Choosing a Wastewater Treatment System
Part One of a Series About Onsite Wastewater Treatment Alternatives
Table of Contents: Choosing a Wastewater Treatment System
A Series About Onsite
Introduction: What is an Onsite Wastewater System?.......... 1 Wastewater Treatment
Chapter 1: Conventional Onsite Wastewater Systems ......... 3
Chapter 2: Modifications for Conventional Systems ............ 7 Lorraine Joubert, George Loomis,
David Dow, Art Gold, Diana Brennan,
Raised, Mounded Fill Systems....................................................... 7 and Justin Jobin
The Wisconsin Mound.................................................................... 7 University of Rhode Island
Holding Tanks.................................................................................. 7 Water Quality Program
Alternative Toilets........................................................................... 7 Kingston, RI 02881
Chapter 3: Alternative and Innovative - Dodson Associates, Ltd.
The Advanced Treatment Systems ........................ 10 Ashfield, MA 01330
Why Use Alternative and Innovative Systems?........................... 10
What Tank Features Are Common in Advanced Systems?......... 11 Editing By
What Makes Advanced Treatment Systems Unique?.................. 12 Lisa DeProspo Philo
What Components Are Used In Advance Treatment Systems?.. 12 University of Rhode Island
Media Filters.......................................................................... 12 Cooperative Extension
Aerobic Treatment Units...................................................... 14
Ultraviolet Light Disinfection Unit...................................... 15 Published by
Alternative Drainfields......................................................... 15 University of Rhode Island
Chapter 4: Alternative Options for Shared Systems.............. 18 Natural Resources Science Department
Treatment Systems......................................................................... 19 Coastal Institute
Collection Systems......................................................................... 19 Kingston, RI 02881
Gravity Sewer........................................................................ 19
Grinder Pump Pressure Collection..................................... 20 This publication is available in pdf format at
Septic Tank Effluent Gravity and Pressure Collection...... 20 www.uri.edu/ce/wq/ Printed copies may be
purchased through the Cooperative Exten-
sion Education Center at 401-874-2900.
Chapter 5: Choosing The Most Appropriate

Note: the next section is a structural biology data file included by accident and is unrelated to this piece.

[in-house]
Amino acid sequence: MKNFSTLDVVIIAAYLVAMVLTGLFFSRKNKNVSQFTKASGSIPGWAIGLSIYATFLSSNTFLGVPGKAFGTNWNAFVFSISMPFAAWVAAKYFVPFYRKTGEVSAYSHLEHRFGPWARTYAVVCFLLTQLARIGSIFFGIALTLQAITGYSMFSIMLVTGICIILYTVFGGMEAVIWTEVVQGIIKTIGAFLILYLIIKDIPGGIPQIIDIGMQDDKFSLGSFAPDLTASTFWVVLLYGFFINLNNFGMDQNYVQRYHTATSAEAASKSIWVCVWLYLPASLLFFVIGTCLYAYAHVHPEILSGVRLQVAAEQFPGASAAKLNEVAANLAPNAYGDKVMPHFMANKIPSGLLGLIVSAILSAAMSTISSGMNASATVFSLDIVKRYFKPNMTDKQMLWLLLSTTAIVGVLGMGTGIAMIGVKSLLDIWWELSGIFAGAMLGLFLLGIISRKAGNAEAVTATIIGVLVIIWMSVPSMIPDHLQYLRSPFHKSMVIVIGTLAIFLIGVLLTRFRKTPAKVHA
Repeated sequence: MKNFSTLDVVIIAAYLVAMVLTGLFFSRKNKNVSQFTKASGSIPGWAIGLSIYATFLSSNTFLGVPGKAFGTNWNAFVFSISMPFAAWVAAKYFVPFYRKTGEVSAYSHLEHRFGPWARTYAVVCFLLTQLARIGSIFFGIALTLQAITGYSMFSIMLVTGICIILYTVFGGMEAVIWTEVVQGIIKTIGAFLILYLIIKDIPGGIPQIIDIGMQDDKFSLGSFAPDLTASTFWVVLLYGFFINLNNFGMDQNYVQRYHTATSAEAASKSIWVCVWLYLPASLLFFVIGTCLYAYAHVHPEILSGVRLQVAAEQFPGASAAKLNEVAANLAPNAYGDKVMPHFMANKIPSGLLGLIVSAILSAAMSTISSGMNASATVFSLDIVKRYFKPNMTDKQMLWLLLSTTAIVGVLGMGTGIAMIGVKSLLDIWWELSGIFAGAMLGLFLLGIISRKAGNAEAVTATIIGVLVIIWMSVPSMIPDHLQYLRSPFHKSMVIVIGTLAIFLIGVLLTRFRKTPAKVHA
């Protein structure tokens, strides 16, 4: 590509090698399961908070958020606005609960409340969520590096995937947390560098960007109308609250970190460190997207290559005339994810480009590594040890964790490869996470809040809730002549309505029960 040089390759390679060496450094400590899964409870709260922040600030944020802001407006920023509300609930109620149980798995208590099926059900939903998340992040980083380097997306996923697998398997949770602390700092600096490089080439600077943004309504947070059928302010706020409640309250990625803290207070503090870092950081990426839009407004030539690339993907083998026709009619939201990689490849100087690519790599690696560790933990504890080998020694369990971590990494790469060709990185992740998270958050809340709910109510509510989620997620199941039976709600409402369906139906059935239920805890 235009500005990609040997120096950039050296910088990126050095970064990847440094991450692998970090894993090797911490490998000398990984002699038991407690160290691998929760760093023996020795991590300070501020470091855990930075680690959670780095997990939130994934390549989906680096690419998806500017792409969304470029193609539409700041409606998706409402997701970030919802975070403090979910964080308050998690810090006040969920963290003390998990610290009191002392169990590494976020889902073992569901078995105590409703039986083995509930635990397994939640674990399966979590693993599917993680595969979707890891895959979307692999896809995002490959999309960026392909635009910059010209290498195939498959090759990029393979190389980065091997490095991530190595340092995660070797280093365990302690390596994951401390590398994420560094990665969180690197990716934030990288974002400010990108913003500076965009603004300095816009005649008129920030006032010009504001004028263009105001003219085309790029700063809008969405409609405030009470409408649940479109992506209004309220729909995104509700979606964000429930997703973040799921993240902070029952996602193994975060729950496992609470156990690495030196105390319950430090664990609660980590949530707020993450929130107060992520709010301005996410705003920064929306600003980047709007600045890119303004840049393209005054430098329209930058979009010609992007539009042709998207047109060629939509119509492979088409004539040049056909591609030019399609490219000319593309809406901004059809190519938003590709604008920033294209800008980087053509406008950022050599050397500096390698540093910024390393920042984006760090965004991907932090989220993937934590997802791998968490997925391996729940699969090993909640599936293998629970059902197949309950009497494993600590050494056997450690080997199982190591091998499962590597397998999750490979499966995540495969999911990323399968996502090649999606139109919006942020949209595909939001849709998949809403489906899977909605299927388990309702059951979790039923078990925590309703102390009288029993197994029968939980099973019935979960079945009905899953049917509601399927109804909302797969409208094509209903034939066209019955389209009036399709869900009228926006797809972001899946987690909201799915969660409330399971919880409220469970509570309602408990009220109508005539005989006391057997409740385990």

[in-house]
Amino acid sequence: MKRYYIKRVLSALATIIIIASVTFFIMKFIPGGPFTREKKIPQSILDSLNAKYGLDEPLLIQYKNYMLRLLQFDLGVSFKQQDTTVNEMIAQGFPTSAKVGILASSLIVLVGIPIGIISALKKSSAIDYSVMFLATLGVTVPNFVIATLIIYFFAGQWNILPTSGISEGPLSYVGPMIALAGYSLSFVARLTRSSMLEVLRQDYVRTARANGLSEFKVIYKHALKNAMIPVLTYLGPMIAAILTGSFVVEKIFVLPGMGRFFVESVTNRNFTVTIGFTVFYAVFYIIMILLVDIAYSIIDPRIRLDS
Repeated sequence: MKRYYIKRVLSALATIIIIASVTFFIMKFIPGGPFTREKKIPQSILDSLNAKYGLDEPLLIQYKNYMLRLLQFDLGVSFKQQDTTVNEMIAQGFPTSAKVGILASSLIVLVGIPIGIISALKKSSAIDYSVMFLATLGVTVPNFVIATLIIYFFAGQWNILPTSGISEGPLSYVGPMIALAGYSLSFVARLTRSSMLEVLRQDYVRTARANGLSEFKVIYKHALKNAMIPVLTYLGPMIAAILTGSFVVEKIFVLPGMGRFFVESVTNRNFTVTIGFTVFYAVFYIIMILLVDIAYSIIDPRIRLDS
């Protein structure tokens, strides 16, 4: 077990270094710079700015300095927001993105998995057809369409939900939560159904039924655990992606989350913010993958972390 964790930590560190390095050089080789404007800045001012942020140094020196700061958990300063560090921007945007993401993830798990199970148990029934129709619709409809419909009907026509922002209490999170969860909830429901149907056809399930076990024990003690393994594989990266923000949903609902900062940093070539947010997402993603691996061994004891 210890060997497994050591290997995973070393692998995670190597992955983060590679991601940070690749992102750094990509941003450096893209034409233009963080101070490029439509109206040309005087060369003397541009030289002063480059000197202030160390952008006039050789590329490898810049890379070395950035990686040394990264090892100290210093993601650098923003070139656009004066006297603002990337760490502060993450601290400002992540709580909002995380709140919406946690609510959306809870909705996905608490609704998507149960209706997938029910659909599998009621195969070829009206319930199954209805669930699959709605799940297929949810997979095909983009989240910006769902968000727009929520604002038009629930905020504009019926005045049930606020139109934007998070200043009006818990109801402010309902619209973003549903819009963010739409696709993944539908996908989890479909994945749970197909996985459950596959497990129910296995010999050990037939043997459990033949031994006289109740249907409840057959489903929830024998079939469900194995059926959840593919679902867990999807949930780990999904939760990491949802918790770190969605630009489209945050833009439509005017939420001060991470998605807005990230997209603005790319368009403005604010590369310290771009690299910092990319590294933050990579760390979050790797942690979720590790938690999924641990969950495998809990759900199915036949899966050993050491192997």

Treatment System ................................................. 21
Choosing a Wastewater Treatment System
Introduction: What is an Onsite Wastewater System?
Finding a solution for waste removal was simpler This manual illustrates the range of both conven- This manual is the first in a series about
when the choices were connecting to city sewers tional and alternative onsite wastewater treatment wastewater treatment systems. The chapters
or living in the country with a backyard septic technologies that are available to individual prop- that follow provide information about various
system. The standard septic system design first erty owners and communities. Today’s conven- treatment options including conventional and
appeared in the 1950s to reduce disease and tional septic system - still very similar to the 1950’s substandard systems, modifications of those
dispose of wastewater. By 1970 many states, model - remains the simplest, low-maintenance systems, alternative treatment technologies,
including Rhode Island, had adopted minimum and low-cost choice for low density development and shared cluster systems. As each of those
septic system design standards. Approximately with good soils and favorable site conditions. For treatment choices are highlighted, it is important
25 percent of U.S. homes, and about 30 percent in difficult sites, including places where country living to consider site factors such as land area
Rhode Island, still depend upon onsite wastewater has grown more crowded, advanced treatment requirements and the ability of that system to
treatment systems, and some towns are entirely systems offer solutions that can: meet water resource protection needs. The final
unsewered. chapter offers a simple framework, designed to
• Replace a failing system where a conventional guide the complex process of choosing the most
For most of those homes and businesses, sewers septic system is unsuitable. appropriate wastewater treatment system.
simply may be unavailable, extending sewer lines • Enable homeowners to overcome site con-
may not be cost effective, or communities may straints.
be restricting sewer service in an effort to direct • Retain existing landscaping and full use of
growth to existing urban centers. Sewers are no property.
longer considered the most environmentally sound • Maintain natural and architectural features
solution. Growth attracted by sewer capacity that give individual lots and neighborhoods
brings polluted runoff, and groundwater recharge unique scenic character.